So in various sections of a piece I want the pianist to lift the pedal slower than usual, achieving an interesting effects as the harmonics fade. In some areas the pedal lift might be slower or faster, and so it would seem that just writing 'lift slowly' won't be effective. For this reason I'm wandering if there might be a graphic solution for notating pedal lifting, such as using hairpins?

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    Not in Sibelius AFAIK, but Dorico can handle this (and lots more contemporary pedalling marks) both in the score and in playback, if your sound library or physical modelled piano can handle "continuous" pedal position inputs rather than just "pedal up/pedal down" switching. The graphic notation is just a sloping pedal line, with the vertical position of the line showing the pedal position.
    – user19146
    Commented Aug 13, 2018 at 20:38
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    @alephzero that's really an answer; perhaps you could post w/ an image of the notation? Commented Aug 14, 2018 at 12:10
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    As someone who is way too poor to afford Dorico, I would bite the bullet and add a notation to "lift pedal slowly". Special instructions happen all the time in sheet music. Commented Aug 14, 2018 at 13:22
  • I have some doubts, whether this attempt of a super-precise notation will succeed or win many friends among the pianists. So life pedal slowly indicating the intention will leave it to the performers to interpret it same same way as everything else in the score.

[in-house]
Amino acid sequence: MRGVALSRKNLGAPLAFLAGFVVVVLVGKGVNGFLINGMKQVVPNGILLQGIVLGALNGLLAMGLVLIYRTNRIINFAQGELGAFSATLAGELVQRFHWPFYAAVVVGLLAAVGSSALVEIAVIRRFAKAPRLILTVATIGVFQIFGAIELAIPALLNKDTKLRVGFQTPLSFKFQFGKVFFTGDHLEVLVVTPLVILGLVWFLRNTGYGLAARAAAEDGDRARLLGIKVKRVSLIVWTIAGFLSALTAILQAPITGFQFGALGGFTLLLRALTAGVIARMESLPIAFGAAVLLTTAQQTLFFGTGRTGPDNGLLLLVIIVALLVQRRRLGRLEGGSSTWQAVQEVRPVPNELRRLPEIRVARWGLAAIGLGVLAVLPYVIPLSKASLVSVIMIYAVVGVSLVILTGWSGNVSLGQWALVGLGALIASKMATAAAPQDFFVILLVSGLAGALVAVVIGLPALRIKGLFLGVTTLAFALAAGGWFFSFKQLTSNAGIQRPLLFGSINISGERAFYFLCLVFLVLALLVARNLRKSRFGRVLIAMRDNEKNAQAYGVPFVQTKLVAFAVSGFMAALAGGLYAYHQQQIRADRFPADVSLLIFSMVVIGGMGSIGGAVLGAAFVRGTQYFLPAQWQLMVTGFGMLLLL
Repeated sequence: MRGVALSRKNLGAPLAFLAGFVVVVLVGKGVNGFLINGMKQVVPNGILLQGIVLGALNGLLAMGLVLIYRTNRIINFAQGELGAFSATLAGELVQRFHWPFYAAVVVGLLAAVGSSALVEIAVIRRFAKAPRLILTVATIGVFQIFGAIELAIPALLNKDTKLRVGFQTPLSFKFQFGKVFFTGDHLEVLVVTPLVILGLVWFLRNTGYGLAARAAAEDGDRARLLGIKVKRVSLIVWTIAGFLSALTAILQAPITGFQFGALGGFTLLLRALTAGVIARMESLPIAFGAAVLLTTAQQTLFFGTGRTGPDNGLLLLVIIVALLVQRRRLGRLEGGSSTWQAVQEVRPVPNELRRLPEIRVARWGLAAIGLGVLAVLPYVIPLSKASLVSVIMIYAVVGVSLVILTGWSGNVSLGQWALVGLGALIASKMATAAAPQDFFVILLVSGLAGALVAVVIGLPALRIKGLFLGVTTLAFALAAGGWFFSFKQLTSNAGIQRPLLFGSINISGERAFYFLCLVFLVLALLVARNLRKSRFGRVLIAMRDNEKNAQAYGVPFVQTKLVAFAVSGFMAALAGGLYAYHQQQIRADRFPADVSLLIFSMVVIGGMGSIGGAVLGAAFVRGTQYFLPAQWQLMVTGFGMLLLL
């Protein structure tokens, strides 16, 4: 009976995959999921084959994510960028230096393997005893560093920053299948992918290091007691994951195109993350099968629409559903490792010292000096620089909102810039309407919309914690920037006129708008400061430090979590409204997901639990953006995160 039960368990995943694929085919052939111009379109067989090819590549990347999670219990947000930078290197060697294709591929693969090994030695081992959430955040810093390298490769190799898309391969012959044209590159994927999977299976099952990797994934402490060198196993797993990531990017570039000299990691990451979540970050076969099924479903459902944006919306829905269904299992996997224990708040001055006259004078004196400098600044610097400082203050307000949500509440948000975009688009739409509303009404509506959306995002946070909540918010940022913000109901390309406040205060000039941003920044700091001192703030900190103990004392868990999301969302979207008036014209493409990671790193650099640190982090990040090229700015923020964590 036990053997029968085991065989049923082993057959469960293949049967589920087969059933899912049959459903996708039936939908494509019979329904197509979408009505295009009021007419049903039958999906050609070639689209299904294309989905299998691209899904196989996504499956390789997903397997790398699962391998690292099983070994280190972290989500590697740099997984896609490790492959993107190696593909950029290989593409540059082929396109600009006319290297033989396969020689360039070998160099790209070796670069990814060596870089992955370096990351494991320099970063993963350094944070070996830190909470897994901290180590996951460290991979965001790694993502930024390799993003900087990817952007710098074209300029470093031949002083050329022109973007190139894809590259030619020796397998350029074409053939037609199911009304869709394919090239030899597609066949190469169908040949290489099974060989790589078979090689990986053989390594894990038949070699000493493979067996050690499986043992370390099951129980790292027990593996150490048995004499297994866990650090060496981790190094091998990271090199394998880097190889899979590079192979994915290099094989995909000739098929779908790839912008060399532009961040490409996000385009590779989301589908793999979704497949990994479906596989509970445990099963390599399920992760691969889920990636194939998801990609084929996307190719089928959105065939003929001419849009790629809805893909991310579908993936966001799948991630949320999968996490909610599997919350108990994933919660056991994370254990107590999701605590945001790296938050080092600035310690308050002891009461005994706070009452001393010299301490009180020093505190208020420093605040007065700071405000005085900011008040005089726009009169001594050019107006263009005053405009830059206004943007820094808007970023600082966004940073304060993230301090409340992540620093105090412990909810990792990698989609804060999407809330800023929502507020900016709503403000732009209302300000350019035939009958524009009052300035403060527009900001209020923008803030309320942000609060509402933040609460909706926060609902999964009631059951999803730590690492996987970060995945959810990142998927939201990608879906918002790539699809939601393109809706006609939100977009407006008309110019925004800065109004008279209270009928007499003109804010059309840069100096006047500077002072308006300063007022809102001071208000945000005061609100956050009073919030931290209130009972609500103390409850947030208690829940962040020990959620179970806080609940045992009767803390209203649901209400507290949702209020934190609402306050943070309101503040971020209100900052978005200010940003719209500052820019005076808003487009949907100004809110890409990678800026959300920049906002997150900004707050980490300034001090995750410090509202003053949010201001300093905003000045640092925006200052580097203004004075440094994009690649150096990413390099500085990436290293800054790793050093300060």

– guidot
    Commented Mar 21, 2019 at 8:35

5 Answers 5


There are two primary methods outlined by Elaine Gould in Behind Bars:

Gradual depression and release of a pedal is marked by a diagonal line. Where a very slow lifting may require an impractically long diagonal line, use a dotted horizontal line instead.... A verbal instruction is helpful. (page 334)

The below image from the book demonstrates the two approaches.

Diagonal gradual pedal markings and dotted gradual pedal marking

A third option arises from Behind Bars's notation for half-pedaling (page 336) which introduces the marking 1/2 Ped. Compare this to the score presented in Meaning of 1/1 and 1/2 beneath pedaling marking. Based on these, a gradual pedal release could be presented with specific indications of how far to have released the pedal at specific moments in the music. The example below shows how this might be done.

Combined dotted line with fractional release indications


As far as I know there isn't a standard notation for what you want.

I'd probably use a half-pedal marking, but make the rise or dip in the pedal line wider - and be sure to include a performance instruction explaining the marking.


The effect you get by lifting the pedal slowly is similar to what you get when playing flagolettes, or harmonics on string instruments. You could adapt the standard simbol for that, and indicate with a line the duration of it.


You can make a remark at the beginning of the piece (perhaps write a foreword). Make a legend for the individual pedal stages and describe what sound the player should achieve.

*use pedal slightly. Allow strings to vibrate w/harmonics only.

Modern composers are very strict sometimes in giving detailed notes regarding the performing of their(!) musical intentions in the piece. Do the same.


This is a case where linear graphic notation can be useful as it can give precise fine grain visual information that mere words are single symbols cannot....

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